Fantasy-Based Financial Planning – Part Two

This is part two of yesterday’s “Seriously?” moment is brought to you by MarketWatch via Yahoo! Finance, in an article entitled “10 Secrets to Being a Millionaire and Enjoying It” by Paul B. FarrellYou can read part one here.  I continue my criticism of the article, with my comments beneath, in blue.

3. Accentuate the positive

Most of us have read books like Napoleon Hill’s classic, ‘Success Through a Positive Mental Attitude.’ That message hit home in ‘Fast Company’ by a Special Forces instructor, a veteran of 26 years: “If you have a guy with all the survival training in the world who has a negative attitude and a guy who doesn’t have a clue but has a positive attitude, I guarantee you that the guy with a positive attitude is coming out of the woods alive. Simple as that.” As a Marine veteran, I know he’s on the money.”

Firstly, if I get stuck in a survival situation, and I have a choice in the matter, I’ll take the grumpy knowledgeable guy and you can have Mr. Happy-go-lucky-ignoramus.  I’ll give the highly trained sad-sack a pep talk and we’ll get out of the woods alive, and probably in good condition.  You can take the doofus and traipse through the poison ivy with a smile on your face while feeling good about yourself.  Remember, it takes a huge amount of time and work to know things, but you can change an attitude in an instant.

4. Quit doing what you hate

Many people live in quiet desperation, waiting for retirement, doing something they hate. Marcus Buckingham put it very simply in his winning book, ‘The One Thing You Need to Know”: “Figure out what you don’t like doing, then stop doing it.'”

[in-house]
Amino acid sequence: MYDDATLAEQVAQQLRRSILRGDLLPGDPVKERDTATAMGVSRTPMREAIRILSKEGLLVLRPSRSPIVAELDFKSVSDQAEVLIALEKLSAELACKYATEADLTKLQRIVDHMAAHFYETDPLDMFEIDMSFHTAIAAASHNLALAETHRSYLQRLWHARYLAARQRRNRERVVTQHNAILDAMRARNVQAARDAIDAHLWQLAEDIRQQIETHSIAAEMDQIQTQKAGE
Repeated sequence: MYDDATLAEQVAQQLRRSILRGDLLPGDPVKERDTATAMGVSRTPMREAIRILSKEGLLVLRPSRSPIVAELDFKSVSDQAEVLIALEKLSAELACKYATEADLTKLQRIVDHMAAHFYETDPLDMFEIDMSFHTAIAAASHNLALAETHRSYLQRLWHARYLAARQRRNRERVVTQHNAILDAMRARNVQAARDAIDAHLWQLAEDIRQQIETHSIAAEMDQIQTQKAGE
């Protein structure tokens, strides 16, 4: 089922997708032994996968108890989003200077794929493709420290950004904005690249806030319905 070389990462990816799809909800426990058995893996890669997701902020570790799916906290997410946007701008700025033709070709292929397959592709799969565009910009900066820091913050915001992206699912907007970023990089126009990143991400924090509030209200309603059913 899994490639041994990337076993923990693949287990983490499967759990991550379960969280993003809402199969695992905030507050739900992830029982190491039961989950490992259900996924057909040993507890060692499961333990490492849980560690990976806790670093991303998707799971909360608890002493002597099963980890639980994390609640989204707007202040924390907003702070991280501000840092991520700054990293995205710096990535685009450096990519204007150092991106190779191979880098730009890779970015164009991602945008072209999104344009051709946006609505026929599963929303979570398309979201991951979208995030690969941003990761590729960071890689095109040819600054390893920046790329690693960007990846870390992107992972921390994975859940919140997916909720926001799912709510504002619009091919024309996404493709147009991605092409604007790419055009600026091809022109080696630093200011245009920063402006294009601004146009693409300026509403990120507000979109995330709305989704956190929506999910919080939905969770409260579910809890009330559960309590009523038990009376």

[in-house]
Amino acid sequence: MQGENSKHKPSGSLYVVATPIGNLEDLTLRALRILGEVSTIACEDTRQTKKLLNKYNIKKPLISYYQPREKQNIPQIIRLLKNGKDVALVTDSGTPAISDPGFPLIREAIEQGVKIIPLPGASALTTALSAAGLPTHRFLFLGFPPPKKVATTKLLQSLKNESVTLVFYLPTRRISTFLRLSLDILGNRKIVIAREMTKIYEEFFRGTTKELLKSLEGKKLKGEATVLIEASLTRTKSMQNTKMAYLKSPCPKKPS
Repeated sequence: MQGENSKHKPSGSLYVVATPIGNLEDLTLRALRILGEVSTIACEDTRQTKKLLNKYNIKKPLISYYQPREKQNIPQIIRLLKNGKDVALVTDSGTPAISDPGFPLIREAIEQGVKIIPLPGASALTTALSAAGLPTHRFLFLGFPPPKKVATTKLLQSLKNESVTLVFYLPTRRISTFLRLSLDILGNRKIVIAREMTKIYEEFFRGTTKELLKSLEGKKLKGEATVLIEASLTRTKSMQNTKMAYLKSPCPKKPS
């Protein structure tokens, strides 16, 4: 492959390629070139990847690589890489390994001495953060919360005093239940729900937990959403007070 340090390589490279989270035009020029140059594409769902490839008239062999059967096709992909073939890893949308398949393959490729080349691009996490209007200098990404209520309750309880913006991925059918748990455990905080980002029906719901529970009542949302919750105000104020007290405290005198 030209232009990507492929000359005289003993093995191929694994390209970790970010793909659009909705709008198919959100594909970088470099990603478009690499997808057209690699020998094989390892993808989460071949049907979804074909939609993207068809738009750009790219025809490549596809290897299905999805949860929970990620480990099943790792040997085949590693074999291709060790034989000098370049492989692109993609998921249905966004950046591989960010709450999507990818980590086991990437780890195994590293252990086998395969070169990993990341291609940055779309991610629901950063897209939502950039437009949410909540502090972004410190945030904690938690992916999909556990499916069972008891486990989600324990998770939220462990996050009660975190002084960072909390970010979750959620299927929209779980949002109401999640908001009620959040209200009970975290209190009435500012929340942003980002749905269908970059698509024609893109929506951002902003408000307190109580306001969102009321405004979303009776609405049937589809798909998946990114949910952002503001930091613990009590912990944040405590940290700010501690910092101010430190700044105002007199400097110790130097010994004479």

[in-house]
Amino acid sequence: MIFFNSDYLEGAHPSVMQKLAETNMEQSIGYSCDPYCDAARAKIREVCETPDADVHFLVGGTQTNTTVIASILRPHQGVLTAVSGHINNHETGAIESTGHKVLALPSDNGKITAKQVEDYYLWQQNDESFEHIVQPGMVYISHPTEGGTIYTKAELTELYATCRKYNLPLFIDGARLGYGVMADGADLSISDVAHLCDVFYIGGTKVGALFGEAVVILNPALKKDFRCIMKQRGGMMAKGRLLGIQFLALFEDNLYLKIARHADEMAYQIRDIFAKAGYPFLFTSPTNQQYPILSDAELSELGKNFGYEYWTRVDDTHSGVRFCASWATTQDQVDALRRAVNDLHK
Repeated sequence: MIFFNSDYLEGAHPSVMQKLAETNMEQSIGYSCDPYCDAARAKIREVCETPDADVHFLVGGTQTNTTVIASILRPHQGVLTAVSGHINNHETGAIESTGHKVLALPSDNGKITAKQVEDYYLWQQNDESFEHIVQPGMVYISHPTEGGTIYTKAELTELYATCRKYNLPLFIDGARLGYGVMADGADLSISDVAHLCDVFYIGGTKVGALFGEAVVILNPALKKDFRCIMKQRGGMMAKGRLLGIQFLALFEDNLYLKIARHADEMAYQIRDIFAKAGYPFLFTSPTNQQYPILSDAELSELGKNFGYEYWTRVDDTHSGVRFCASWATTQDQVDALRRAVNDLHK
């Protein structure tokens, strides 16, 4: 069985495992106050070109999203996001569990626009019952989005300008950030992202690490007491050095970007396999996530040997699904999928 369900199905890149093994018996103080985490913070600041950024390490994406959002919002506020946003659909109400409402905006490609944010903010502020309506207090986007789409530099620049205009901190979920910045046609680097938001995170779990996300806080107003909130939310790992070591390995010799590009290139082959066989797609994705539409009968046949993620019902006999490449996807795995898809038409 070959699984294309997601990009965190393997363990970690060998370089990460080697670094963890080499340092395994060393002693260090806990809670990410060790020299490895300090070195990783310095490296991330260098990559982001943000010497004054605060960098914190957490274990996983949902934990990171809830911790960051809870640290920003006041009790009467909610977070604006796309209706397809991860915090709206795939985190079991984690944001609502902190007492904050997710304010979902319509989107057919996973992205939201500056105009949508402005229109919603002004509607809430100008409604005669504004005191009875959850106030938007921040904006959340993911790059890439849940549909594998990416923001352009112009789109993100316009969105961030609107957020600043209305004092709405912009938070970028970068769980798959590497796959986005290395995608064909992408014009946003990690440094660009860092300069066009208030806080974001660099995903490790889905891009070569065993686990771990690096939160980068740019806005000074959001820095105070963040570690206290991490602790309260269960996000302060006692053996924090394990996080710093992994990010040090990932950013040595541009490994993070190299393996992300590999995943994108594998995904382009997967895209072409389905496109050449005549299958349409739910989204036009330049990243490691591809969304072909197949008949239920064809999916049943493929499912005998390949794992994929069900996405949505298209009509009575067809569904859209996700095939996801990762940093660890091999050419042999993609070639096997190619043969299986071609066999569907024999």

Immediately?  What if doing what I hate is what pays for my apartment and keeps food on the table?  I have responsibilities to my work and my family – should I just quit?

How about I find a good way to transition away from work I hate in a responsible, low-risk manner?  Would that be OK with you?

5. Do what you love

You’ve heard all the pep talks: Follow your bliss; do what you love, money will follow. But most of all, never forget Stanley’s bottom line: ‘If you are creative enough to select the ideal vocation, you can win, win big-time. The really brilliant millionaires are those who selected a vocation that they love.'”

You know what I love?  I love frolicking in the sunshine with my dog and then taking a dip in the pool.  I could do that every day.  How do you suggest I turn that into a million dollars?  Doing what you love isn’t enough – you have to be able to successfully monetize what you love.  For some reason, no one seems interested in giving me a million dollars for paying around.

Wait a second, I get it.  The whole article is just a bunch of pseudo-self help pap disguised as advice.  Some of the suggestions are plain ridiculous, and I can see some of them being downright harmful.  I also don’t see how any of this helps someone accumulate a million dollars in net worth.  Sure, having a good attitude feels nice, but it won’t make you a millionaire.  Having a million-dollar net worth makes you a millionaire.

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